Harrell said he would adopt a mix of upstream and downstream approaches, including early childhood education, health care for people who can’t get funding through other government programs, mentoring and life skills classes, and a jobs center where people can “tap into their gifts, whether it’s working with their hands, whether they draft code, or they’re artists.” These programs, Harrell said, would be places where “people who may not be chronically homeless, may not have the extent of mental illness that some do, can find employment, can retool themselves, and we’ll bring in mentors and counselors to make sure that they are on a better path.”
Harrell also said he would send “culturally competent” people to do outreach at encampments and suggested that the current outreach system does not provide unsheltered people with outreach workers who “look like them” or have “cultural commonality” with the people they’re attempting to help.
Harold Odom, a member of the Lived Experience Coalition and a longtime resident of a tiny house village in Georgetown, asked both candidates what they would do to avoid the proliferation of tiny-house villages, which he called “Hoovervilles,” around the city. Tiny house villages are a type of enhanced shelter where people live in a community of small shed-like structures and access services through a provider such as the Low-Income Housing Institute, which runs all of the city’s sanctioned tiny house villages.
The issue of tiny house villages is a live one, as the new regional homelessness authority takes over nearly every aspect of Seattle’s homelessness response; the authority’s CEO, Marc Dones, is a tiny house village skeptic.
González said she would work to lower the amount of time people stay in tiny house villages and create a “meaningful transition away from tiny sheds and towards a path of sustainable, safe, appropriate … housing for those who are currently living in those spaces. While we all acknowledged at one point in time that these structures provide a safer option than living in our parks or in doorways or in greenways, I agree that five years in, it now appears that we are baking this in to our intervention strategies.”
Harrell said that he, too, would like to create a goal of moving people from tiny houses into permanent housing more quickly, and pivoted to talking about his health care plan, his plan for a job center, and his Empowerment and Opportunity Program, a mentorship program for Black kids to learn networking, wealth building, and career skills. “I want people out of those tiny homes as much as possible as well… just to make sure that we can get our parks and our open spaces and our sidewalks clean,” he said. “And I said publicly, it’s inhumane just to ignore people’s conditions. So… we’re going to get them services that they currently do not have.”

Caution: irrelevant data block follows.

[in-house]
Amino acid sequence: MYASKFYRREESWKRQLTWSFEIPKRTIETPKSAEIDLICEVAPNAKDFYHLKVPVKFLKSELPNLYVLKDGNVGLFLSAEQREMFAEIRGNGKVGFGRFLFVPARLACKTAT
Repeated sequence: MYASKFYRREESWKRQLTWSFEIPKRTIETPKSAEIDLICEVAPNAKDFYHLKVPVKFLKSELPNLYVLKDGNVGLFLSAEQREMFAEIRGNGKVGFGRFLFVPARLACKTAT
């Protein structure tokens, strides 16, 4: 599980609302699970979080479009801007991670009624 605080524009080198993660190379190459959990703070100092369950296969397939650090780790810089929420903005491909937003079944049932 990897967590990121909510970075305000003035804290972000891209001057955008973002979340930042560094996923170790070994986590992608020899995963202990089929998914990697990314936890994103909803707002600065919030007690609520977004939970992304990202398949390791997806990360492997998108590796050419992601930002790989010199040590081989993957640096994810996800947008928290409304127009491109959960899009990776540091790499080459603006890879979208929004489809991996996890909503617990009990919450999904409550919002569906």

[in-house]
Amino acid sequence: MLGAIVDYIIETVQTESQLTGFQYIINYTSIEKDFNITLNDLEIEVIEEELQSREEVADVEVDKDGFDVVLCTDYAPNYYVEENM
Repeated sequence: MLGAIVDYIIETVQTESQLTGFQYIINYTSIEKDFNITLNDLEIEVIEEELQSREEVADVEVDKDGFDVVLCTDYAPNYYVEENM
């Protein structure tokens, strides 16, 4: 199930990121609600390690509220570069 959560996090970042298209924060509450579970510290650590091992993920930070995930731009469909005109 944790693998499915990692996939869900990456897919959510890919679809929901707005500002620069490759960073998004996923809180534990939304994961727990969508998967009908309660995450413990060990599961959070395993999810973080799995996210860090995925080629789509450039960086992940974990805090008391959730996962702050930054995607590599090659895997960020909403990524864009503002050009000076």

People who “don’t want help”
At both debates, the candidates were asked some version of the question, “What do you do with people who refuse services because they just want to live outside?”
Harrell responded that the issue is often not that people don’t want help, but that the people doing outreach lack “cultural competence” to relate to the people living unsheltered because they’re of a different race or cultural background or just have different life experiences. “We will have people from their communities, whether it’s [the same] lived experience, or from their particular demographic—people with cultural commonality—to do our outreach. And … we will ask them exactly why there’s some resistance, because at the end of the day, we realize some people may have trauma.”
He added, though, that there are some people in encampments committing serious crimes, including sex trafficking, “and so when I say there’s going to be consequences, it’s individualized on whatever action is particularly occurring.”
González, quoting from a speech by REACH neighborhood care coordinator David Delgado, said that it can take years to transition someone from unsheltered homelessness into permanent housing, because the services that are available aren’t appropriate for a particular person. “People in encampments are not refusing services, they’re just not being offered adequate services,” she said. “It is our responsibility to not just casually offer something for the sake of offering something, it’s our obligation as a society, as a city, as a government, to offer people in deep, profound need the services and the shelter that is appropriate.”
González has made housing density a centerpiece of her campaign, and has proposed allowing apartments in the 80 percent of Seattle’s residential land that is zoned exclusively for detached single-family houses. “I believe that in order to have equity in the city and to fulfill our racial equity values, we need more housing choices, everywhere in the city, not just in a handful of concentrated areas of the city,” González said. “And that’s why, unlike my opponent, I believe that we need to allow affordable rental housing, community land trusts, and more affordable types of housing to be built in our residential neighborhoods.”
Harrell countered with the argument that there is already plenty of “zoning capacity” in the city to build adequate housing—a threadbare claim that rests on the idea that the city would have plenty of housing if everyone living on land that could be built more densely would simply sell their own home to, say, a townhouse developer. Harrell also argued that allowing more density everywhere would destroy the traditional way Black families built generational wealth—by buying a house and passing it down to their kids.
“I’m somewhat concerned about the answer that my opponent gave, because once again people miss the mark in terms of how you achieve generational wealth or parity in terms of racial demographics,” Harrell said. Traditionally, “the house was one of the most practical and common means to pass on generational wealth amongst Black families. And even if we house someone, the disparities in health outcomes and employment opportunities and environmental justice issues, they all present themselves in terms of unfairness.”